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CFTC and FinCEN Impose $100 Million Penalty on BitMEX

August 20, 2021 Download PDF

On August 10, 2021 the Commodity Futures Trading Commission (CFTC) and the Treasury Department’s Financial Crimes Enforcement Network (FinCEN) announced $100 million in civil money penalties against BitMEX, a convertible virtual currency (CVC) derivatives exchange, for violations of the Currency Exchange Act (CEA) and the Bank Secrecy Act (BSA).[1]  This was FinCEN’s first enforcement action against a futures commission merchant (FCM), and the latest in a series of regulatory enforcement actions in the cryptocurrency space.  

Key Takeaways

  • U.S. regulators have made clear that they expect digital asset market participants to abide by the same standards of conduct that have long-applied to more traditional financial market participants. Underscoring this, CFTC Director of Enforcement Vincent McGonagle noted that the regulations established for the traditional derivatives market “apply equally in the growing digital assets market” and that cryptocurrency trading platforms must obtain appropriate registration and implement robust Know Your Customer (KYC) and anti-money laundering (AML) programs.[2]  FinCEN’s Deputy Director AnnaLou Tirol also stressed that it was important for cryptocurrency platforms to “build in financial integrity from the start, so that financial innovation and opportunity are protected from vulnerabilities and exploitation.” [3] 
  • FinCEN emphasized BitMEX’s lack of timely communication and full cooperation, as well as its failure to voluntarily disclose BSA violations to FinCEN—even after it learned it was being investigated by other government entities—as factors weighing in favor of the significant penalty. As regulatory attention increases, cryptocurrency companies operating in the U.S. should consider proactive engagement with U.S. regulators to ensure that they are meeting regulatory expectations.

The CFTC Resolution

BitMEX operates as a peer-to-peer “cryto-products trading platform” domiciled in the Seychelles that allows users to trade in cryptocurrency derivatives, including derivatives on bitcoin, ether and litecoin.  The CFTC had previously filed a civil enforcement action, in October 2020, charging five entities that operated BitMEX and their three founders for operating an unregistered trading platform and violating multiple CFTC regulations by illegally offering leveraged retail commodity transactions, futures, options and swaps on cryptocurrencies while “fail[ing] to implement the most basic compliance procedures required of financial institutions that impact U.S. markets.”[4]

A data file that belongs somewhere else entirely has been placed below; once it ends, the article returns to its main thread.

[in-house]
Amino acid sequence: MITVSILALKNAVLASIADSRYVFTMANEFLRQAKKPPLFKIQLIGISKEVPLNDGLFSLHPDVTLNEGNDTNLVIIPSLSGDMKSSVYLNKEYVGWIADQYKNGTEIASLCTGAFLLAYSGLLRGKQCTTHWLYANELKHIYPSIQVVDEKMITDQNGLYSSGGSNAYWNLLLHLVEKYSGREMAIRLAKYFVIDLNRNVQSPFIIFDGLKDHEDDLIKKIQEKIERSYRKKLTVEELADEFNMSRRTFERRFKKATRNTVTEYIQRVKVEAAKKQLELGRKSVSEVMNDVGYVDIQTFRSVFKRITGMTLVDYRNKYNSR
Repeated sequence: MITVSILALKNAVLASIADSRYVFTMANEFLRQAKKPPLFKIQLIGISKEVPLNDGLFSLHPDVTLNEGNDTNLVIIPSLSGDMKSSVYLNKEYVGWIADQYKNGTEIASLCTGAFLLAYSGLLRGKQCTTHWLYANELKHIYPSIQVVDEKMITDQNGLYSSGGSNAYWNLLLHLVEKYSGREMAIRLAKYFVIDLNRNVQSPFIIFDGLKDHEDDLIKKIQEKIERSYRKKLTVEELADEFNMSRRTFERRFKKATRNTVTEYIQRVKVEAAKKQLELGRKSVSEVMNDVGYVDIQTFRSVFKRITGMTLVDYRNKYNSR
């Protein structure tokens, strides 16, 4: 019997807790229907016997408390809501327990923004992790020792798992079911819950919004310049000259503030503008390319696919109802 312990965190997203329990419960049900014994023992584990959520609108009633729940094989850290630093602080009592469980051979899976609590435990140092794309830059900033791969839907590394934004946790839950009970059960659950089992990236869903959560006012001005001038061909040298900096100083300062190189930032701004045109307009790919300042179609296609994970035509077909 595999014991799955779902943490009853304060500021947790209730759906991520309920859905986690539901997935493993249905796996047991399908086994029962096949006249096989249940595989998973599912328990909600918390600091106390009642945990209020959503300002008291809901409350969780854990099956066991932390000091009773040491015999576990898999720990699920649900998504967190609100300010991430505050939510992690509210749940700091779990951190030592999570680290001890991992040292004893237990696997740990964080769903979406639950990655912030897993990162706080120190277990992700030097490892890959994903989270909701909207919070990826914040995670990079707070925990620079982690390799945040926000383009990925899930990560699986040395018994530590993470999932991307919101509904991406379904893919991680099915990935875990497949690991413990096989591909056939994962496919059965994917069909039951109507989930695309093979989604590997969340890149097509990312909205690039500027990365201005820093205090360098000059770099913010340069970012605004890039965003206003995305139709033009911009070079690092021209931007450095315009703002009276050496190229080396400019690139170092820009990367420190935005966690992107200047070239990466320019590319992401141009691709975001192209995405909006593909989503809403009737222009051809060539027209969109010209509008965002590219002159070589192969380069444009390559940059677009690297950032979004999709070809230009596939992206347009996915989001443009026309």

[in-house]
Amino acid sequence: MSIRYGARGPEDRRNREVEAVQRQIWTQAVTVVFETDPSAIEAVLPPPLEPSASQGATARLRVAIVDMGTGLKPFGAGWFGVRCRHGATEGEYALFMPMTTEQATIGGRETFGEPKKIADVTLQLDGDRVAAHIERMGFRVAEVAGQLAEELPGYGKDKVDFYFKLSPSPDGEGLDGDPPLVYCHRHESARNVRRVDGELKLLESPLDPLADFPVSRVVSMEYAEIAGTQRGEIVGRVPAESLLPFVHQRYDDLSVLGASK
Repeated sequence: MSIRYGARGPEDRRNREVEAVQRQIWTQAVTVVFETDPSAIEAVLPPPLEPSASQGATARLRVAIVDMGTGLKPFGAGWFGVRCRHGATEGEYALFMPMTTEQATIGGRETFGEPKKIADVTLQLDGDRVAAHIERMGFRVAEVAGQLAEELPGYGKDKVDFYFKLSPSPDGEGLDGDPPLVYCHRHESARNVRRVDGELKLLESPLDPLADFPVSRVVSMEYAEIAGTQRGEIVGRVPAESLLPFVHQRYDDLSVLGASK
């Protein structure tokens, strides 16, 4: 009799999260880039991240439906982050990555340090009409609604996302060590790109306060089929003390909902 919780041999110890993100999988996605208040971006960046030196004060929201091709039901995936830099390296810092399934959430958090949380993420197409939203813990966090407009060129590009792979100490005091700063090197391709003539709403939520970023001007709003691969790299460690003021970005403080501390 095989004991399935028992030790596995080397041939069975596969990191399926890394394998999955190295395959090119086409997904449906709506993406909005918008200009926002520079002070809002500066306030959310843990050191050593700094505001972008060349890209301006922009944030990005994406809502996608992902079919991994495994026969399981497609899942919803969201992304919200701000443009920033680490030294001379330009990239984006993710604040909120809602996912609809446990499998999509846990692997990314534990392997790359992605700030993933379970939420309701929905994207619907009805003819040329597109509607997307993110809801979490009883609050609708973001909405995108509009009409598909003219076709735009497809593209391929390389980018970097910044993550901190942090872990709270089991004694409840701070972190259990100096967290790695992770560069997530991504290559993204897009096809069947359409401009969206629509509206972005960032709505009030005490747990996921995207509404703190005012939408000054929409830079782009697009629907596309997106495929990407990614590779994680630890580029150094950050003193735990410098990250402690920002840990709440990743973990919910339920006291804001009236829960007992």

The CFTC complaint charged the BitMEX entities and their founders with operating a significant portion of the business from the United States while unlawfully soliciting U.S-based retail and institutional customers and accepting orders and funds from U.S. customers to trade cryptocurrency derivatives.[5]  BitMEX also acted as a counterparty to certain transactions on its platform, including through its internal “market-making” desk, that could assume a customer’s position under certain circumstances.  BitMEX failed to conduct these transactions on a registered board of trade, and it was not registered as a foreign board of trade.[6]  The CFTC noted that BitMEX collected over $1 billion in fees from trillions of dollars in digital asset derivatives transactions without registering with the CFTC, offering leveraged retail commodity transactions, futures, options and swaps, operating as an unregistered FCM, and operating a facility for trading swaps without being registered as a swap execution facility (SEF) or designated contract market (DCM) in violation of the CEA.  Additionally, BitMEX failed to maintain required records, establish rules to minimize conflicts of interest, or implement any rules or procedures to achieve compliance with the “core principles” required of DCMs or SEFs under the CEA, including (i) ensuring that contracts are not readily susceptible to manipulation; (ii) preventing market participants from engaging in manipulation or disruptive trading; and (iii) disciplining market participants who engage in misconduct.[7] 

The CFTC complaint also noted that in addition to possessing internal reports indicating that U.S.-based traders were using the BitMEX platform, BitMEX also had knowledge that U.S. customers were using VPNs to mask their U.S. IP addresses in order to access the BitMEX platform and that U.S.-based individuals openly utilized its “affiliate” program to solicit other customers to trade on the BitMEX platform in exchange for compensation from BitMEX.[8]  According to the CFTC, BitMEX took deliberate steps to evade, rather than comply with, U.S. regulations, including by coaching U.S.-based trading firms to incorporate offshore entities to open BitMEX trading accounts while at the same time representing that it did not service U.S.-based customers.[9]